Why Magnesium Is Important for Every Aspect of Your Health
Magnesium is vital to the health of almost every cell in the body, particularly the muscles, kidneys, and heart. Symptoms of magnesium deficiency are muscle spasms, unexplained fatigue, eye twitches, and abnormal heart rhythms.
According to 2011 data, around 45 % of American adults do not receive the RDA, i.e., recommended dietary allowance of magnesium from their usual diet.
The statistics for the teens are even more dreadful. According to a 2014 data around 92 % of teens from the age of 14-18 do not receive the estimated magnesium requirement from food because they do not consume fresh vegetables regularly.
However, it is not that simple to find out whether you are deficient in magnesium. The best thing to do is track and evaluate symptoms and signs of magnesium insufficiency.
Also, to make sure that you consume foods that are rich in magnesium or take a magnesium supplement and balance it with calcium, vitamin K2, and D3.
Magnesium is Crucial for Optimal Health
Magnesium is the 4th most abundant mineral in the body. It is part in more than 600 various reactions in the body. It is crucial for the optimal health and biological function because magnesium plays a role in:
- Metabolism of potassium, calcium, NO, i.e., nitric oxide, phosphorus, acetylcholine, iron, hydrochloric acid and sodium, and thiamine activation.
- Creation of ATP, i.e., adenosine triphosphate, the energy currency of the body.
- Regulation of insulin sensitivity and blood glucose that is crucial for preventing type 2 diabetes.
- Magnesium is necessary for increasing mitochondrial efficiency and the number of mitochondria in the cells.
- Normalizing blood pressure and relaxation of blood vessels.
- Detoxification, this includes the synthesis of glutathione.
- Function of muscles and nerves, this includes the action of the heart muscles.
- Antioxidant defense through numbers of mechanisms, this includes the support of mitochondrial and endothelial function and anti-inflammatory activity.
- Improved sleep,
- Physical and mental relaxation, stress antidote.
Magnesium Deficiency Is Commonplace
Magnesium deficiency can deteriorate mitochondrial function and impede the cellular metabolic function, which in turn might cause more severe health problems.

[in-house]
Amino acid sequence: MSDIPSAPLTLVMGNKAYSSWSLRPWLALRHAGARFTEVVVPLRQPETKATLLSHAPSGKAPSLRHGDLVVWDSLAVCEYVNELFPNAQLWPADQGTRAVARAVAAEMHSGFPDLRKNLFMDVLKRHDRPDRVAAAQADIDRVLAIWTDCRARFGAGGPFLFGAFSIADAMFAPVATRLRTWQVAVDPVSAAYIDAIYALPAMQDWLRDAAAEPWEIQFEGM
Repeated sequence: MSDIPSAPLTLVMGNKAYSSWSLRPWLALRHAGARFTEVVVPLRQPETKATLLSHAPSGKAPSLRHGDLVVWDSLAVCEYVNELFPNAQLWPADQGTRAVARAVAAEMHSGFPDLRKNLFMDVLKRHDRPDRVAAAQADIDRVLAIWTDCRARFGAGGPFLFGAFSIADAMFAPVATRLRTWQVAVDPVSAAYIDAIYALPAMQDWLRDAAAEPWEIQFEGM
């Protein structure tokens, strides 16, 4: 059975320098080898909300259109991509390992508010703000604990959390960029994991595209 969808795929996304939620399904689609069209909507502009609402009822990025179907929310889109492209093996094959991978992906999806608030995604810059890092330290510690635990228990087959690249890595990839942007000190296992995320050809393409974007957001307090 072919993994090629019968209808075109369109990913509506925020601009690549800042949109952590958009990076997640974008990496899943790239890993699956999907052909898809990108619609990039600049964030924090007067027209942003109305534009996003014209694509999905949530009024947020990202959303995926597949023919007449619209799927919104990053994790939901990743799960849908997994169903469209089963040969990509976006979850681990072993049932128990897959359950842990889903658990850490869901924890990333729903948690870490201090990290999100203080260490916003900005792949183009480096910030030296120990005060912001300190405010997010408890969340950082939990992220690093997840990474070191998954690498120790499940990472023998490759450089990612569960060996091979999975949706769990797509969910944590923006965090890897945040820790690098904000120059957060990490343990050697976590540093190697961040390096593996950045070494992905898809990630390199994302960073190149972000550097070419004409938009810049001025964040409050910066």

Consuming plenty of foods that are unprocessed and organic is best thing to do. However, most soils are severely depleted of nutrients. Because of this fact, some magnesium experts believe that everyone needs to take magnesium supplements.
Ailments Linked to Magnesium Deficiency
In this video, Dr. Dean explains about magnesium deficiency and how it affects the health. We already know that magnesium plays a role in many bodily systems.
Therefore, magnesium deficiency might cause a broad range of health issues, all the way from mild to life-threatening issues.
Common pathologies linked to magnesium deficiency include:
- Muscle weakness and muscle cramps
- Decreased hearing
- Because magnesium catalyzes the neurotransmitters that regulate the mood such as serotonin it can lead to depression, premenstrual syndrome, anxiety, aggression and mood swings.
- Increased chance of death
- According to estimations almost half of all people with diabetes are deficient in magnesium. Low levels of magnesium can also affect insulin resistance, which is a precursor to diabetes type 2.
- High levels of insulin which are common with insulin resistance can also cause additional magnesium loss .
- Cardiovascular disease, hypertension, sudden cardiac death, and arrhythmias.
- Peroxynitrite damage, this includes Alzheimer’s disease, migraines, glaucoma and multiple sclerosis.
- Fungal infections because of depressed immune function.
- Liver and kidney damage.
- Impotence (also related to low levels of NO).
- Persistent and recurrent bacterial infections like middle ear, sinus, throat and lung infections because of low NO levels.
Magnesium Supplementation for Migraines
Magnesium (might affect the use and production of neurotransmitters and serotonin receptor function) also has been shown to play a crucial role when it comes to treatment and prevention of migraines.
Furthermore, it is said that people that suffer from a migraine are more likely to have a magnesium deficiency in comparison to those that do not have migraines.
According to the theory of researchers people that suffer from a migraine might develop a deficiency of magnesium for different reasons such as low nutritional intake, increased excretion because of stress, poor absorption, and renal wasting.